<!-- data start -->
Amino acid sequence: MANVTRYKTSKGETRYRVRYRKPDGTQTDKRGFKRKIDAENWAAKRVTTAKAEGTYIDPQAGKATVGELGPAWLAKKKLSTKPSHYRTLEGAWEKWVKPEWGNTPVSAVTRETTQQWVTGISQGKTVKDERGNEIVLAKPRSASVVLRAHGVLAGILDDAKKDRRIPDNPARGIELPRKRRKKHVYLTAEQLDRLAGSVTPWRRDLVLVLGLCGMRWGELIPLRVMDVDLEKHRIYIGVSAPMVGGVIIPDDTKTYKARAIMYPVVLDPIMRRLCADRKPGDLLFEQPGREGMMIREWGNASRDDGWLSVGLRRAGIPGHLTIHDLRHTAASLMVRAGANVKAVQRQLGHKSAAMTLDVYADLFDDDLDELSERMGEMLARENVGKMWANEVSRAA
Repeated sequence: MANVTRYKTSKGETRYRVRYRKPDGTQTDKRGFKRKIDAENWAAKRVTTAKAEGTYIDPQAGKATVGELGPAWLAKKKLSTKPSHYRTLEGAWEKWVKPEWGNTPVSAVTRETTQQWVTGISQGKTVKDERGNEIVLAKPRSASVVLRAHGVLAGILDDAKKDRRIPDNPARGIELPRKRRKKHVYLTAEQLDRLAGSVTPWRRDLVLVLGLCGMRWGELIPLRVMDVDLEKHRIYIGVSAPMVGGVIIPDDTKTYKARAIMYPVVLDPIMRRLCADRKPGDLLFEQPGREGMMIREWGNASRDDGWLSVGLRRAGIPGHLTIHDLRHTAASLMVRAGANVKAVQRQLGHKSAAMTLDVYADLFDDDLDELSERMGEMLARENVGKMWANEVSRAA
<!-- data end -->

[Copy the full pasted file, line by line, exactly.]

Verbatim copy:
Amino acid sequence: MANVTRYKTSKGETRYRVRYRKPDGTQTDKRGFKRKIDAENWAAKRVTTAKAEGTYIDPQAGKATVGELGPAWLAKKKLSTKPSHYRTLEGAWEKWVKPEWGNTPVSAVTRETTQQWVTGISQGKTVKDERGNEIVLAKPRSASVVLRAHGVLAGILDDAKKDRRIPDNPARGIELPRKRRKKHVYLTAEQLDRLAGSVTPWRRDLVLVLGLCGMRWGELIPLRVMDVDLEKHRIYIGVSAPMVGGVIIPDDTKTYKARAIMYPVVLDPIMRRLCADRKPGDLLFEQPGREGMMIREWGNASRDDGWLSVGLRRAGIPGHLTIHDLRHTAASLMVRAGANVKAVQRQLGHKSAAMTLDVYADLFDDDLDELSERMGEMLARENVGKMWANEVSRAA
Repeated sequence: MANVTRYKTSKGETRYRVRYRKPDGTQTDKRGFKRKIDAENWAAKRVTTAKAEGTYIDPQAGKATVGELGPAWLAKKKLSTKPSHYRTLEGAWEKWVKPEWGNTPVSAVTRETTQQWVTGISQGKTVKDERGNEIVLAKPRSASVVLRAHGVLAGILDDAKKDRRIPDNPARGIELPRKRRKKHVYLTAEQLDRLAGSVTPWRRDLVLVLGLCGMRWGELIPLRVMDVDLEKHRIYIGVSAPMVGGVIIPDDTKTYKARAIMYPVVLDPIMRRLCADRKPGDLLFEQPGREGMMIREWGNASRDDGWLSVGLRRAGIPGHLTIHDLRHTAASLMVRAGANVKAVQRQLGHKSAAMTLDVYADLFDDDLDELSERMGEMLARENVGKMWANEVSRAA